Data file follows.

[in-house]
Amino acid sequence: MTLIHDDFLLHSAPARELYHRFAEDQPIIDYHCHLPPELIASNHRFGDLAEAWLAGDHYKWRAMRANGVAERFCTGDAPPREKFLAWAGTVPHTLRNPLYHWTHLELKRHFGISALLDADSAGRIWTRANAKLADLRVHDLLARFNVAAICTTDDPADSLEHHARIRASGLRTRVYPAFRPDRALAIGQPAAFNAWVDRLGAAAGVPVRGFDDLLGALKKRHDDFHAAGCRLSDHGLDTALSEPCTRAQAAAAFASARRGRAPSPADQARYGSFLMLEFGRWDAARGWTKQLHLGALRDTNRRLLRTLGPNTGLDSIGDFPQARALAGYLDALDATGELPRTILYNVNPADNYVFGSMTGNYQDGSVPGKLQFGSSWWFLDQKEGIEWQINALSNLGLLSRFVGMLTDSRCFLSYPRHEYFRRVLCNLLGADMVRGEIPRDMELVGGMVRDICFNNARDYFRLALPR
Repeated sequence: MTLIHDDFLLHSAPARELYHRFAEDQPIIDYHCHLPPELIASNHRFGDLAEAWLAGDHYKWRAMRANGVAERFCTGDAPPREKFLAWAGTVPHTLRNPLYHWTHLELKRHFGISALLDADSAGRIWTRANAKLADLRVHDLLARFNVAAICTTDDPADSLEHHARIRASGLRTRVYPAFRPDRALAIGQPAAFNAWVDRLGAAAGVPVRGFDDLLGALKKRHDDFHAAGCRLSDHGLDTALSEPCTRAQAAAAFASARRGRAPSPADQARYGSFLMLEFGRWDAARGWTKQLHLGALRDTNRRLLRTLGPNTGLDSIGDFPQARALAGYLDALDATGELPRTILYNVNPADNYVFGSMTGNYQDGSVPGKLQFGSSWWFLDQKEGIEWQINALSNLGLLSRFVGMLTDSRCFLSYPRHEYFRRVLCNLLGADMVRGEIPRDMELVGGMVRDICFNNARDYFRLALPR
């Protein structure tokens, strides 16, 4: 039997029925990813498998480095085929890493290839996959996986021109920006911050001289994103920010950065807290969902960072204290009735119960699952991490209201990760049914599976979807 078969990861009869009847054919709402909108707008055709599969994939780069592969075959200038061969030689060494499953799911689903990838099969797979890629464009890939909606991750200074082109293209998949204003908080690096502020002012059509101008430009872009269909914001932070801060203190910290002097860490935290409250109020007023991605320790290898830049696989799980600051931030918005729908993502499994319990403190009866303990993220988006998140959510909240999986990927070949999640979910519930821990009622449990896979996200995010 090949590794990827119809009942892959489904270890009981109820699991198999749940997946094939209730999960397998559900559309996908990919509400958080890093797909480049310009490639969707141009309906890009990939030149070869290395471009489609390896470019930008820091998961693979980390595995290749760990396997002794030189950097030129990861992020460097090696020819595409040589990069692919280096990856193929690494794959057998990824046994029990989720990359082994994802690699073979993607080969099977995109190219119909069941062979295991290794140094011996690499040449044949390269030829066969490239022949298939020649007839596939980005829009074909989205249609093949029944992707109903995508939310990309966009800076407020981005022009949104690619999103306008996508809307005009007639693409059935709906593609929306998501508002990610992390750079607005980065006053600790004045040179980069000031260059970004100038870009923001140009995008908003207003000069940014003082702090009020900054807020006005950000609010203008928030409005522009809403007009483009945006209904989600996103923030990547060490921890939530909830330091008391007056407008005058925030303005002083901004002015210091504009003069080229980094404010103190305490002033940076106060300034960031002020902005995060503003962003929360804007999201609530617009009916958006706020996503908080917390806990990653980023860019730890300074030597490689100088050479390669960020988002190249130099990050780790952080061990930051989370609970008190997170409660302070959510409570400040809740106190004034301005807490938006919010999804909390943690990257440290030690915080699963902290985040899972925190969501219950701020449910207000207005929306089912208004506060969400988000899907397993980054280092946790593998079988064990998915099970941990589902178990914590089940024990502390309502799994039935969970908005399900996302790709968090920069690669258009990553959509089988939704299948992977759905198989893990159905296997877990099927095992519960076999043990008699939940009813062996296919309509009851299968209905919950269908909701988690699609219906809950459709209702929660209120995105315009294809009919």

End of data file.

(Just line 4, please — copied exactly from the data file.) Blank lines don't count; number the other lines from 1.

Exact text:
């Protein structure tokens, strides 16, 4: 039997029925990813498998480095085929890493290839996959996986021109920006911050001289994103920010950065807290969902960072204290009735119960699952991490209201990760049914599976979807 078969990861009869009847054919709402909108707008055709599969994939780069592969075959200038061969030689060494499953799911689903990838099969797979890629464009890939909606991750200074082109293209998949204003908080690096502020002012059509101008430009872009269909914001932070801060203190910290002097860490935290409250109020007023991605320790290898830049696989799980600051931030918005729908993502499994319990403190009866303990993220988006998140959510909240999986990927070949999640979910519930821990009622449990896979996200995010 090949590794990827119809009942892959489904270890009981109820699991198999749940997946094939209730999960397998559900559309996908990919509400958080890093797909480049310009490639969707141009309906890009990939030149070869290395471009489609390896470019930008820091998961693979980390595995290749760990396997002794030189950097030129990861992020460097090696020819595409040589990069692919280096990856193929690494794959057998990824046994029990989720990359082994994802690699073979993607080969099977995109190219119909069941062979295991290794140094011996690499040449044949390269030829066969490239022949298939020649007839596939980005829009074909989205249609093949029944992707109903995508939310990309966009800076407020981005022009949104690619999103306008996508809307005009007639693409059935709906593609929306998501508002990610992390750079607005980065006053600790004045040179980069000031260059970004100038870009923001140009995008908003207003000069940014003082702090009020900054807020006005950000609010203008928030409005522009809403007009483009945006209904989600996103923030990547060490921890939530909830330091008391007056407008005058925030303005002083901004002015210091504009003069080229980094404010103190305490002033940076106060300034960031002020902005995060503003962003929360804007999201609530617009009916958006706020996503908080917390806990990653980023860019730890300074030597490689100088050479390669960020988002190249130099990050780790952080061990930051989370609970008190997170409660302070959510409570400040809740106190004034301005807490938006919010999804909390943690990257440290030690915080699963902290985040899972925190969501219950701020449910207000207005929306089912208004506060969400988000899907397993980054280092946790593998079988064990998915099970941990589902178990914590089940024990502390309502799994039935969970908005399900996302790709968090920069690669258009990553959509089988939704299948992977759905198989893990159905296997877990099927095992519960076999043990008699939940009813062996296919309509009851299968209905919950269908909701988690699609219906809950459709209702929660209120995105315009294809009919």